Theoretical Approaches to the Collection and Appraisal of Graffiti Ephemera

A Toronto, Ontario, Case Study

  • Al Cunningham Rogers


This article explores aspects of the archival value of graffiti and street art. It applies an intersectional feminist lens and draws upon Althusserian subject interpellation to elaborate some potential techniques for appraising graffiti. Understanding graffiti as ideological calls can help us understand how graffiti acts on us and functions for us: as a record of oppression, institutional and social relations, and individual negotiations with power. The article offers examples of graffiti acting as a form of speech for the unheard and marginalized and illustrates these examples with photographs of graffiti captured by the author and images of graffiti and street art located in various collections. It compares the appraisal and collection methods of the Urban Art Mapping Project, a North American participatory graffiti archive, with the Street- ARToronto (StART) street-art map maintained by the City of Toronto. Through these comparisons, the article argues for the evidential value of locally driven archives of the type of political graffiti excluded from the StART map.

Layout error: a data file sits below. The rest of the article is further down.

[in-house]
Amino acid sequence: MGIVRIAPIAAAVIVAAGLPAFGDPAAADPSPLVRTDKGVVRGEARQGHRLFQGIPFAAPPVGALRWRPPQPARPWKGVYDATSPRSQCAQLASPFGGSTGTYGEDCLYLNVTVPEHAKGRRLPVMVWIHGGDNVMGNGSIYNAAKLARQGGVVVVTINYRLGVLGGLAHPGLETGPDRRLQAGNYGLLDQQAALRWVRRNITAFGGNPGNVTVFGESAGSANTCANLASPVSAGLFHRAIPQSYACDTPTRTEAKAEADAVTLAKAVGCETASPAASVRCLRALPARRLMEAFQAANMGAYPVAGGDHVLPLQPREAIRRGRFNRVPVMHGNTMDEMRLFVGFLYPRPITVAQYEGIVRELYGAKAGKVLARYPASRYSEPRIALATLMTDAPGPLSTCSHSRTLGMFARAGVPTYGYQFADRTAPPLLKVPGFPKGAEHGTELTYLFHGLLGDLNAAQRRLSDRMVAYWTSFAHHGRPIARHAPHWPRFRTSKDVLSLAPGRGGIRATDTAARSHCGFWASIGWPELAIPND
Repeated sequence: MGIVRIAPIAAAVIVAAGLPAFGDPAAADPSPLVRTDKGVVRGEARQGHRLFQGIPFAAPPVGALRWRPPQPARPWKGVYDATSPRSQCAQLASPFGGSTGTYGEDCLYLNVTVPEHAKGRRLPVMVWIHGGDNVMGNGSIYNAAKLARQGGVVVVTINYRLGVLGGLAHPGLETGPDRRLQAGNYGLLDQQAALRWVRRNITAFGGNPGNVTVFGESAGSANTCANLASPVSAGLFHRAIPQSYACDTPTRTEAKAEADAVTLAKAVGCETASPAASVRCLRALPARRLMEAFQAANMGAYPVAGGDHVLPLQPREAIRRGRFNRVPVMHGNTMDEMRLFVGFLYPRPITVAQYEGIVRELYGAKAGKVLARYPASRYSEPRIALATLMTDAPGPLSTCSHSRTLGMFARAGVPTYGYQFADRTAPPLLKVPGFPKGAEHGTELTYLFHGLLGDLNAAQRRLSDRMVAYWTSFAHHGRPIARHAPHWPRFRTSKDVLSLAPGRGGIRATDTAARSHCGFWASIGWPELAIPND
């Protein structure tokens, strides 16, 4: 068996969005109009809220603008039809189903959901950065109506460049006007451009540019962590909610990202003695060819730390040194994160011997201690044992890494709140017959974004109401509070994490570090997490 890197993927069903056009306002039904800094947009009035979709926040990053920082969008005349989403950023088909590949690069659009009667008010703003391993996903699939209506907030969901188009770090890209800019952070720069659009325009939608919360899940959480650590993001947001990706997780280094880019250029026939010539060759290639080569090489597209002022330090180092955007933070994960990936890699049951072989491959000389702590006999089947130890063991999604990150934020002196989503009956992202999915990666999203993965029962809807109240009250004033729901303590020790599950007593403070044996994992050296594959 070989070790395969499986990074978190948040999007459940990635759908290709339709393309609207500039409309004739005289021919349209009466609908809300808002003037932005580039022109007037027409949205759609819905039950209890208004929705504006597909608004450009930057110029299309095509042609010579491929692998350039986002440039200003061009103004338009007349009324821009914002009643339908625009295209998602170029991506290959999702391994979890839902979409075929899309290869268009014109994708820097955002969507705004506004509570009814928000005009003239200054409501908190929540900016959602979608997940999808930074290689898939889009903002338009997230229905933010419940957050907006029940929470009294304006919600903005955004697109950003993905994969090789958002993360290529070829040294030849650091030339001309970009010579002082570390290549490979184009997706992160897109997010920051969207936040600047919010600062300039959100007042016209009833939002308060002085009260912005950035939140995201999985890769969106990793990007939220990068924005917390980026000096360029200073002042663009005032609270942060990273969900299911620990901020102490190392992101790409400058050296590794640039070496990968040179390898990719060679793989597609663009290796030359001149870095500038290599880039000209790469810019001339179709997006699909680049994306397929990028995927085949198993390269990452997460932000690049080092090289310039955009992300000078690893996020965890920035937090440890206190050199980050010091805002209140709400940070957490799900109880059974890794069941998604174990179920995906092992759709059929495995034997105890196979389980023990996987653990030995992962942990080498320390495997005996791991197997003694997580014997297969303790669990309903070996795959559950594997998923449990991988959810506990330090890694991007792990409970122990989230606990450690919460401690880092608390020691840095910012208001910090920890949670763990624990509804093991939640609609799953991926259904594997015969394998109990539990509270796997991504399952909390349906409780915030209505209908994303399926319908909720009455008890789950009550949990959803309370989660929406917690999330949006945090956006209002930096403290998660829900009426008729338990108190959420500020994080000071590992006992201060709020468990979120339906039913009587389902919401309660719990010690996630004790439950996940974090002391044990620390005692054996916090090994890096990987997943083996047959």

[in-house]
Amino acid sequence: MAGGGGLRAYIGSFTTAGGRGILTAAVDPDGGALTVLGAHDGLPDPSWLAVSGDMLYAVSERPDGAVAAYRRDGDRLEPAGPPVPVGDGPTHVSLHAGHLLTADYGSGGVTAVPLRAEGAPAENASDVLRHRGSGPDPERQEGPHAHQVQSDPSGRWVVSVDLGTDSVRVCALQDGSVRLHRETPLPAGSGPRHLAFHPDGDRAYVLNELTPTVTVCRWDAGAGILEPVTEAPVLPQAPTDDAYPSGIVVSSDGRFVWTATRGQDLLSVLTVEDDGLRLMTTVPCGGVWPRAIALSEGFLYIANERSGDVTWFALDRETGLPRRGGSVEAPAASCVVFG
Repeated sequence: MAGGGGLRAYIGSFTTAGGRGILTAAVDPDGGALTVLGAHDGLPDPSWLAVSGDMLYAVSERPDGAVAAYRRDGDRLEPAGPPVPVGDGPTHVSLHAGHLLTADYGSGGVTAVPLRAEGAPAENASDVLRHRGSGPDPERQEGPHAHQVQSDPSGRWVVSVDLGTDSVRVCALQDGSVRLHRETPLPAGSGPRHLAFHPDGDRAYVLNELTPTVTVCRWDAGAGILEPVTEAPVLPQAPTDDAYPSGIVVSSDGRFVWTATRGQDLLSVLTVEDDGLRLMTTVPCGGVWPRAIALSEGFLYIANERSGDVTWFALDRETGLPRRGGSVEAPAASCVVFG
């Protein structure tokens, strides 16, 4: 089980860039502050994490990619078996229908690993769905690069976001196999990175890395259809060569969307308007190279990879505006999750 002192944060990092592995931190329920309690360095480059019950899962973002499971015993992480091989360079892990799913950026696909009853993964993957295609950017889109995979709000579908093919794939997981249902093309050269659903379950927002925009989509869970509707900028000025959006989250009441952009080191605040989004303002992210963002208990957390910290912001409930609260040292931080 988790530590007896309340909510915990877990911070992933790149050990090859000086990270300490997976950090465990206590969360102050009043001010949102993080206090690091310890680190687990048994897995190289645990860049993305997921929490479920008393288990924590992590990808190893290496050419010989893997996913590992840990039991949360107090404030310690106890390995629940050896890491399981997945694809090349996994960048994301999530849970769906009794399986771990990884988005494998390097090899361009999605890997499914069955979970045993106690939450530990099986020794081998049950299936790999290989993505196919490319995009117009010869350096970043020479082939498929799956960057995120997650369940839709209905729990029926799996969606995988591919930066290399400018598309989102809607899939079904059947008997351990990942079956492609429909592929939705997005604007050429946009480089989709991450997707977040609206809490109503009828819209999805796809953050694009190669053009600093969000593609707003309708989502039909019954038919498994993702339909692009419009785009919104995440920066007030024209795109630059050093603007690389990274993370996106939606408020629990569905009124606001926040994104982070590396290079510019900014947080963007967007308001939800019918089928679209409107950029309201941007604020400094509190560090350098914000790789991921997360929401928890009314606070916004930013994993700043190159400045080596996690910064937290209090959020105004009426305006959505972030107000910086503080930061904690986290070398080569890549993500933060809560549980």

How to Cite
Cunningham Rogers, Al. 2024. “Theoretical Approaches to the Collection and Appraisal of Graffiti Ephemera: A Toronto, Ontario, Case Study”. Archivaria 97 (May), 114-49.
Gordon Dodds Prize